Seasonal Affective Disorder – Don’t be S.A.D. be Happy!

Seasonal Affective Disorder (S.A.D)

summer sunQuestion – Are you fed up with the rain?  Well I know I sure am – I don’t know whether to be worried about trench foot or rickets!

Although we are now well into Summer, for some the poor weather and lack of long lasting sunlight will be making the symptoms of seasonal affective disorder either reappear or take longer to go.

What is Seasonal Affective Disorder?

Seasonal affective disorder (S.A.D.) is a winter depression also known as the “Winter Blues”, with estimates of up to 2 million sufferers in the UK and Ireland and over 12 million across northern Europe* suffering every winter, starting from September to April, with December to February being the worse months due to shorter days and lack of sunlight.

S.A.D. is a chemical imbalance in the Hypothalamus which is the part of the brain which regulates homoeostasis and control’s thirst, hunger, body temperature and links the nervous system with the endocrine system, therefore, regulating hormone function.

It is thought that a lack of light causes the hypothalamus to stop working properly which in turn is thought to affect:-

  • The production of melatonin – a hormone that helps regulate the circadian rhythm
  • The production of serotonin – Which produces feelings of happiness and wellbeing
  • The body’s circadian rhythm – these are physical, mental and behavioural changes that follow a 24 hour period, responding to light and darkness.

S.A.D. occurs throughout the northern and southern hemisphere’s but is extremely rare in those living within 30 degrees of the equator, where daylight hours are long, constant and extremely bright **.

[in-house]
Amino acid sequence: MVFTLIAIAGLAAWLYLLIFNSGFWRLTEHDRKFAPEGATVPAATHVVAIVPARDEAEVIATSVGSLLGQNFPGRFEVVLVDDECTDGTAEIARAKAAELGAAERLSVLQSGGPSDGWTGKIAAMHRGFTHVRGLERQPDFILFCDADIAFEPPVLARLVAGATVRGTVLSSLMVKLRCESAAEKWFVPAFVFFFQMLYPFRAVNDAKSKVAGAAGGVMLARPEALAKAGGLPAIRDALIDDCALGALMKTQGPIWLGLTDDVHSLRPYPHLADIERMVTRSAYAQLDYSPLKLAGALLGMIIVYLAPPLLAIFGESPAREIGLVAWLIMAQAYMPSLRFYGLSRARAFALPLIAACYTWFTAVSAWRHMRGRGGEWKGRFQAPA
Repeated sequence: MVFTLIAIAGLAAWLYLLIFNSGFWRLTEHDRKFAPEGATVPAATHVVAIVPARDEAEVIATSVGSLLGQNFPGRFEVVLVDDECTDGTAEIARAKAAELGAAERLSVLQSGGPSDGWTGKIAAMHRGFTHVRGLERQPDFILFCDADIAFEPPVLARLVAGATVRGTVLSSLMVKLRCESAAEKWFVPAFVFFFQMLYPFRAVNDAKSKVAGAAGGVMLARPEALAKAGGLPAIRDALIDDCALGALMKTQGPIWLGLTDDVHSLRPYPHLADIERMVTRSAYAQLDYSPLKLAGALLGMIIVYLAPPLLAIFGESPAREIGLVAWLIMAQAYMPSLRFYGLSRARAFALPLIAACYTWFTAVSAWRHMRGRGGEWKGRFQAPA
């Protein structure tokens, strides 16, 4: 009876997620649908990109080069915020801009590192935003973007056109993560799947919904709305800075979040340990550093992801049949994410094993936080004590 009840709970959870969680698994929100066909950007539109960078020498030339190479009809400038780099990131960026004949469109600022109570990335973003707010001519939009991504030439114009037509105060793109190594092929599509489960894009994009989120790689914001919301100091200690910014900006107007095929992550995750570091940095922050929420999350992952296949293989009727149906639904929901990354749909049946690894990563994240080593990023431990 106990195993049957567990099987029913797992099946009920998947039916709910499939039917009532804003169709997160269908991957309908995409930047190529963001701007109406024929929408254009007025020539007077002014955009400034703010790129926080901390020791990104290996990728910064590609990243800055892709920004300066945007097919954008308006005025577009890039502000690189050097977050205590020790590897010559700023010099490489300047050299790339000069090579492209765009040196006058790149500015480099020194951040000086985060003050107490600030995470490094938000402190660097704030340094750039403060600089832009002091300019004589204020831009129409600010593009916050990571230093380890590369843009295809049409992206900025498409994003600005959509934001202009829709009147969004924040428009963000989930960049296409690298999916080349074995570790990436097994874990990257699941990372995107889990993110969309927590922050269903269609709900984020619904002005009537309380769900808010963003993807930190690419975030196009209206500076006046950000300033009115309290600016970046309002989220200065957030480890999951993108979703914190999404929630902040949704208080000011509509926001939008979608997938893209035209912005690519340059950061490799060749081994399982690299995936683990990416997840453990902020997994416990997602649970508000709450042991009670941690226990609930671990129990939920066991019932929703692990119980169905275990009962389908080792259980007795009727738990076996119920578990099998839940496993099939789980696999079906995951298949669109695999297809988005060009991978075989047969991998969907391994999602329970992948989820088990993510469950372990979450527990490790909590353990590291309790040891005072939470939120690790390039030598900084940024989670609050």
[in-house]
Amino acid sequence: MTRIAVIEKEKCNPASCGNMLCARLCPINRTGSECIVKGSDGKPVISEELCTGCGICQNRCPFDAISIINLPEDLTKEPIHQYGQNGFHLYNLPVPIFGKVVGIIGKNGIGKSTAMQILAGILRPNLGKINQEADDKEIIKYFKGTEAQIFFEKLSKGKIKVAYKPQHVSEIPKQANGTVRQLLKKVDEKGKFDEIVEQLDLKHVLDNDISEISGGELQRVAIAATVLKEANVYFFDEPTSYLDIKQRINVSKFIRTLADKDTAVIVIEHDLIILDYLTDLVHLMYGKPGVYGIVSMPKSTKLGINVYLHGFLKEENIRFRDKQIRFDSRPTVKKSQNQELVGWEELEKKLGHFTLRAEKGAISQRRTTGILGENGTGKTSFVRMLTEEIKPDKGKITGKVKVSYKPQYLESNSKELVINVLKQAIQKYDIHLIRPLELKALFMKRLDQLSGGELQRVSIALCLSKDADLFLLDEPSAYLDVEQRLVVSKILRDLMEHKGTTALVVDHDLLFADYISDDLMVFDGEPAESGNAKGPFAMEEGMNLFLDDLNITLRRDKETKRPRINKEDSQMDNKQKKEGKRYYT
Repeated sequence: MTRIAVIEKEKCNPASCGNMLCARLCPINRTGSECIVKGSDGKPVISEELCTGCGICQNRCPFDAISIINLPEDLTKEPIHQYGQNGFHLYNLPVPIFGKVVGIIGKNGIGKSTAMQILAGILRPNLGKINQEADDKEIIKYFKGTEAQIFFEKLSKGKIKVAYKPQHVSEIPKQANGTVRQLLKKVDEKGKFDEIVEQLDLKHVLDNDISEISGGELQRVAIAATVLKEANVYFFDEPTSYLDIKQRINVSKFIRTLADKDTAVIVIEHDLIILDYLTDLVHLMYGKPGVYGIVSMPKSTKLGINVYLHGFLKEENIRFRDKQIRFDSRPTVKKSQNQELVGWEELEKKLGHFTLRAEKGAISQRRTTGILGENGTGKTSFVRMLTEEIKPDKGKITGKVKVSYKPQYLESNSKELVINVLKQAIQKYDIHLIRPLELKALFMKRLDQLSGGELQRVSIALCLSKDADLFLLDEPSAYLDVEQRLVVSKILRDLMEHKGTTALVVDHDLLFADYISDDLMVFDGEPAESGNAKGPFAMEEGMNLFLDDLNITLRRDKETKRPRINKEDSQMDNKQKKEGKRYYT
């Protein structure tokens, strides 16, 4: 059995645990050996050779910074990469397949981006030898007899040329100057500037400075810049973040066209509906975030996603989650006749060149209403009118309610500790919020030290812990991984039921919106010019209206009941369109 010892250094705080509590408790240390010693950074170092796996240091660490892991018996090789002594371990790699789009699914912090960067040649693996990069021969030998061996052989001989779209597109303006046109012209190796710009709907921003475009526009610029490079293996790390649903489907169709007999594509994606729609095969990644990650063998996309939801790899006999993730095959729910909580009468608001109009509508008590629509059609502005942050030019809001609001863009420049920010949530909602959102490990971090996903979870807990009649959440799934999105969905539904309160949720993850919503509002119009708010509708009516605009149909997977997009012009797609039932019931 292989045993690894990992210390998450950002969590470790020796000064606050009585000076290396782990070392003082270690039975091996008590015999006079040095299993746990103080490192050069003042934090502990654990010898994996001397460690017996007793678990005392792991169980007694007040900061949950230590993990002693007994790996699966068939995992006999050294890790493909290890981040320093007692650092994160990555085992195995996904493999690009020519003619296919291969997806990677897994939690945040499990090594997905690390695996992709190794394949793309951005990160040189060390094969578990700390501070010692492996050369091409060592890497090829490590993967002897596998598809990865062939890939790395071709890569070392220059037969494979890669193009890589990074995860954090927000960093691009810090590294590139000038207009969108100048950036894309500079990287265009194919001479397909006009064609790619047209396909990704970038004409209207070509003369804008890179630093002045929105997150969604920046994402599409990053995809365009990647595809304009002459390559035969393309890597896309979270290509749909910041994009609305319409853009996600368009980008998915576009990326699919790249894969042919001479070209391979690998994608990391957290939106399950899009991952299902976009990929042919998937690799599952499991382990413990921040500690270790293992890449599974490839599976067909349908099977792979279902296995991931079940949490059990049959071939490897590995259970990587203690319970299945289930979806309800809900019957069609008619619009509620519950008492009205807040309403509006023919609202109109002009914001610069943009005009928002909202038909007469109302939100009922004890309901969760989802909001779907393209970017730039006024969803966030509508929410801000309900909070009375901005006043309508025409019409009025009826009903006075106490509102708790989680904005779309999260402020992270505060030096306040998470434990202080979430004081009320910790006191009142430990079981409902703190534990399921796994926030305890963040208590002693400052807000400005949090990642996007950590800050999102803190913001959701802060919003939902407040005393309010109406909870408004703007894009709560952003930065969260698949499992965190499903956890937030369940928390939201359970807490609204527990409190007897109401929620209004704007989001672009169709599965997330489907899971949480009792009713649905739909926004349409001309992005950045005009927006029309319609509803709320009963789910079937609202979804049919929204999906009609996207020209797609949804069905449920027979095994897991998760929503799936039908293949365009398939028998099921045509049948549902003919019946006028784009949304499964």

Symptoms of S.A.D.

The symptoms of seasonal affective disorder are similar to depression, just that it occurs at certain times of the year.

Symptoms are mild at the beginning of Autumn/Winter and can get progressively worse as the daylight diminishes, and almost always spontaneously disappear with the arrival of spring and longer daylight hours.  Many people experience symptoms such as:

  • Low mood, depression, feeling miserable
  • Sleep problems
  • Anxiety
  • Lethargy
  • Overeating and craving carbohydrates and chocolate – leading to weight gain
  • Loss of libido

Relieving the symptoms of S.A.D.

In previous years, treatment would have just been with prescribed medication, but it has been found that light therapy is effective in up to 85% of diagnosed cases**.

Medically certified S.A.D. lightboxes are available to hire or purchase and should be used every day for the recommended time as per instructions with your particular unit during winter time.

Make time for exercise to burn calories and release feel-good endorphins.

Try to find time to be outdoors as much as possible for a minimum of 15 minutes – weather permitting!

Massage is also a great way to relieve the symptoms of S.A.D. as it helps release feel-good endorphins, lowers blood pressure and stress levels and improves energy levels.  By having regular massages symptoms of S.A.D. are less intense.

* Source – SAD.org.uk
** Source – Seasonal Affective Disorder Association

Questions:

  •  Do you suffer Seasonal Affective Disorder?
  • What helps to relieve your symptoms?

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